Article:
Monday, April 14, 2014


How many times in my life as an ASD parent have I been told to relax, look after myself, and been told the old "oxygen mask" analogy? Well, lets just say that if I had a dollar for every time, then I probably could relax a little more. Although I appreciate the sentiment it just isn't always possible. One thing that has become quite apparent to me lately though is that looking after myself doesn't just mean go and do something fun and relaxing. Looking after myself means, not looking after others unless I really have to (i.e., my young children). I recently posed a question about not coping with the issues of others when we have so many of our own from day to day. I think it came out wrong....What I meant is, I think ASD parents have so much experience with the more extreme parenting situations that may only come up for others from time to time. So it is only natural that when they come up, we might be approached to help. Those things I help with readily, if they are bigger issues it is generally more a case of lending an ear with the person we are talking to needing to seek some more "official" help. What I think I get bogged down with are the little things. It is hard for me sometimes to sympathise with people, especially if the issue is something that is not permanent and is maybe not the worst issue they will go through in their lifetime with their children. It's really hard for me to sympathise with a parent upset over something that I might see as a developmental milestone for my kids. The thing is that lately I have realised that it is not others doing this to me, it is me doing it to myself. I jump in to help people, it is a part of who I am. Sometimes I need to take a step back and look after myself.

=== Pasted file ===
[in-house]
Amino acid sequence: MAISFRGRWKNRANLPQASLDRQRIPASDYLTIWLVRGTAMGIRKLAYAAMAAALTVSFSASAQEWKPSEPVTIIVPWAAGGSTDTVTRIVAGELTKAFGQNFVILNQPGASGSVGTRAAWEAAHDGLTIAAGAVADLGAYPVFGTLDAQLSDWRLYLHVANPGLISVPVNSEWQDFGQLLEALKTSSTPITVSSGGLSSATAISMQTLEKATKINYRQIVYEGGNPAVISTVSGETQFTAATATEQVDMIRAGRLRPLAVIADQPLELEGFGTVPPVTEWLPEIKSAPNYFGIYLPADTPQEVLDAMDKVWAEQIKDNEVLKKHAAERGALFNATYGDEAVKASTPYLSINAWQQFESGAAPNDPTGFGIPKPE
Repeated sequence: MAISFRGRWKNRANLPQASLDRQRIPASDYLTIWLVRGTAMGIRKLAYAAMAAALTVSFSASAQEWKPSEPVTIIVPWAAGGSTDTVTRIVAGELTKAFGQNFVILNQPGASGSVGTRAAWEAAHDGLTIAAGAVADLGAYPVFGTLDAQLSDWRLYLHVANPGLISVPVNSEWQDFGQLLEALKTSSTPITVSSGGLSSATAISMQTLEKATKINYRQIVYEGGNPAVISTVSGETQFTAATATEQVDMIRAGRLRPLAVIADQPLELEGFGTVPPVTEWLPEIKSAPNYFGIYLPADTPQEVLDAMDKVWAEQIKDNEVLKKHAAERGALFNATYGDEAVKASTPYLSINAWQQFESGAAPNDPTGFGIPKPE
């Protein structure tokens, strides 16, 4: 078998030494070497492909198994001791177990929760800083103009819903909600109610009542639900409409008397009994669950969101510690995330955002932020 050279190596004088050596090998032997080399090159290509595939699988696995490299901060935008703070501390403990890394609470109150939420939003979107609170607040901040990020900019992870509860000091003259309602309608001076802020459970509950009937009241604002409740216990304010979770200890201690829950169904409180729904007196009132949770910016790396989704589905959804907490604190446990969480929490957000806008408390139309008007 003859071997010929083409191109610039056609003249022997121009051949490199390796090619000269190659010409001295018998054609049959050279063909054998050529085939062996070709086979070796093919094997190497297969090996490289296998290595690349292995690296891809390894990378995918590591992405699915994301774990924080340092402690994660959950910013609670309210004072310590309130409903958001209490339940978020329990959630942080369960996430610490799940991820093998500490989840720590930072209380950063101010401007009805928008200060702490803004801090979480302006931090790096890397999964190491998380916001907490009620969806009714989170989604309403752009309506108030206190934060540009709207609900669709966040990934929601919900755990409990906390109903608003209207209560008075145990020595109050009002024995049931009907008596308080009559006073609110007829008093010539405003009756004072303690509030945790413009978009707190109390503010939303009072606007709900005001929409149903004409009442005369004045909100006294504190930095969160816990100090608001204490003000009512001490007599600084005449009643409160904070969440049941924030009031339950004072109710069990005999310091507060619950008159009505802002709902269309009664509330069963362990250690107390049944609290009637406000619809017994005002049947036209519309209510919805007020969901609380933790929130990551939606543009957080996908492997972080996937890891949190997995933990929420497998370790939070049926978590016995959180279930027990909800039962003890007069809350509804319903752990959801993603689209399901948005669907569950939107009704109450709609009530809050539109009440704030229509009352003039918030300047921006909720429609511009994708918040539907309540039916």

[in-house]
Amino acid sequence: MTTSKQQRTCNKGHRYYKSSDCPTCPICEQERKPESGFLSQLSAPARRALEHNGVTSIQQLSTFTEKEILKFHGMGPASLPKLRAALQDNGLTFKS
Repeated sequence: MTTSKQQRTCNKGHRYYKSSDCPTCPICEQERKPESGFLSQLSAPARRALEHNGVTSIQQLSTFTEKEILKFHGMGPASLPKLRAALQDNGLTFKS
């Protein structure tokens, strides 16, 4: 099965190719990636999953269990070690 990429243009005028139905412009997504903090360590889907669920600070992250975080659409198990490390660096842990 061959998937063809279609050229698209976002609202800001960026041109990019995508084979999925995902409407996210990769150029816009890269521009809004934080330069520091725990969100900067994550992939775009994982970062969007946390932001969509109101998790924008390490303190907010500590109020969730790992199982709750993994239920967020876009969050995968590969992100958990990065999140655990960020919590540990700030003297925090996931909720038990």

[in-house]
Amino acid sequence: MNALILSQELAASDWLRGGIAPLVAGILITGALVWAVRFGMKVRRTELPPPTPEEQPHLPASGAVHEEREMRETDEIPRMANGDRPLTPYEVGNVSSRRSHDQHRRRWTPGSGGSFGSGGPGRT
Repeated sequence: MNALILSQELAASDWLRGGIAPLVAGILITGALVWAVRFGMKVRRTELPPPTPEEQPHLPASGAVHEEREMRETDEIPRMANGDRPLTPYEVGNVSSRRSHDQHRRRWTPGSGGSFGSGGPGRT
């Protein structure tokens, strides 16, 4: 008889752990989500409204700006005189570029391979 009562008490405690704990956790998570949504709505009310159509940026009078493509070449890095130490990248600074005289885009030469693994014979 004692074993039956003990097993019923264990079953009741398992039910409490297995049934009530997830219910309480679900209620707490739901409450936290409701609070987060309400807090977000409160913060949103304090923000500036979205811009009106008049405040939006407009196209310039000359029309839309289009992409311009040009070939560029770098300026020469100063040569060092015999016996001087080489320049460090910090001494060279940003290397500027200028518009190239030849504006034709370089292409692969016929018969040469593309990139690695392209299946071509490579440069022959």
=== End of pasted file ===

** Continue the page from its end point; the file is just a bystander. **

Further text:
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Tuesday, April 1, 2014

Just keep climbing: Optimism and resilience

Optimism is not a skill that I really posses. I'd hazard a guess that a lot of Autism parents have somewhat lost their sense of optimism. See, we are almost trained by our children to plan for problems long before they arise. I think that with time we see and expect problems with every situation. This week Lachie understood for the first time ever, through sad circumstances that he is different. The idea of being different broke his heart and when I left him at school, I was very pessimistic about how his day would go. He proved me wrong. He taught me something I'd never considered before, how resilient he is, how resilient we are. We have, like many ASD families, been through a lot but we get through it. I don't know that optimism is something I'll ever be good at but resilience is something I will remember from now on.